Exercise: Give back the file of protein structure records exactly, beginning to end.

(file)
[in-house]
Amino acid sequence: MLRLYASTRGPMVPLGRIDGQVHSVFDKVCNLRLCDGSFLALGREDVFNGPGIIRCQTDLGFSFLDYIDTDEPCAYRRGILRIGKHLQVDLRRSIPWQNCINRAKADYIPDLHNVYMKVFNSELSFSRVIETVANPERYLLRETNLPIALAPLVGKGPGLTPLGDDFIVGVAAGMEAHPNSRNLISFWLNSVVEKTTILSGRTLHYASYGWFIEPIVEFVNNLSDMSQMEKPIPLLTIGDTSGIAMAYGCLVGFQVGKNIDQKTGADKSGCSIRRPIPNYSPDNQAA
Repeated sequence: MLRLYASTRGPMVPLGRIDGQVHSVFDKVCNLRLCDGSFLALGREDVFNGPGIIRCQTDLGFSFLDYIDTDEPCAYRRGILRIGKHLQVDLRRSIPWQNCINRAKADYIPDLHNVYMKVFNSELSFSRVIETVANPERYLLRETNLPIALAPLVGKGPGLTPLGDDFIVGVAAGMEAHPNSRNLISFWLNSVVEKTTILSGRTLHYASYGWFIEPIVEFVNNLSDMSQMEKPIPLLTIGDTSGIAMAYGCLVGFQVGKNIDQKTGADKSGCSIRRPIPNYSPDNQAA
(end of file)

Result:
[in-house]
Amino acid sequence: MLRLYASTRGPMVPLGRIDGQVHSVFDKVCNLRLCDGSFLALGREDVFNGPGIIRCQTDLGFSFLDYIDTDEPCAYRRGILRIGKHLQVDLRRSIPWQNCINRAKADYIPDLHNVYMKVFNSELSFSRVIETVANPERYLLRETNLPIALAPLVGKGPGLTPLGDDFIVGVAAGMEAHPNSRNLISFWLNSVVEKTTILSGRTLHYASYGWFIEPIVEFVNNLSDMSQMEKPIPLLTIGDTSGIAMAYGCLVGFQVGKNIDQKTGADKSGCSIRRPIPNYSPDNQAA
Repeated sequence: MLRLYASTRGPMVPLGRIDGQVHSVFDKVCNLRLCDGSFLALGREDVFNGPGIIRCQTDLGFSFLDYIDTDEPCAYRRGILRIGKHLQVDLRRSIPWQNCINRAKADYIPDLHNVYMKVFNSELSFSRVIETVANPERYLLRETNLPIALAPLVGKGPGLTPLGDDFIVGVAAGMEAHPNSRNLISFWLNSVVEKTTILSGRTLHYASYGWFIEPIVEFVNNLSDMSQMEKPIPLLTIGDTSGIAMAYGCLVGFQVGKNIDQKTGADKSGCSIRRPIPNYSPDNQAA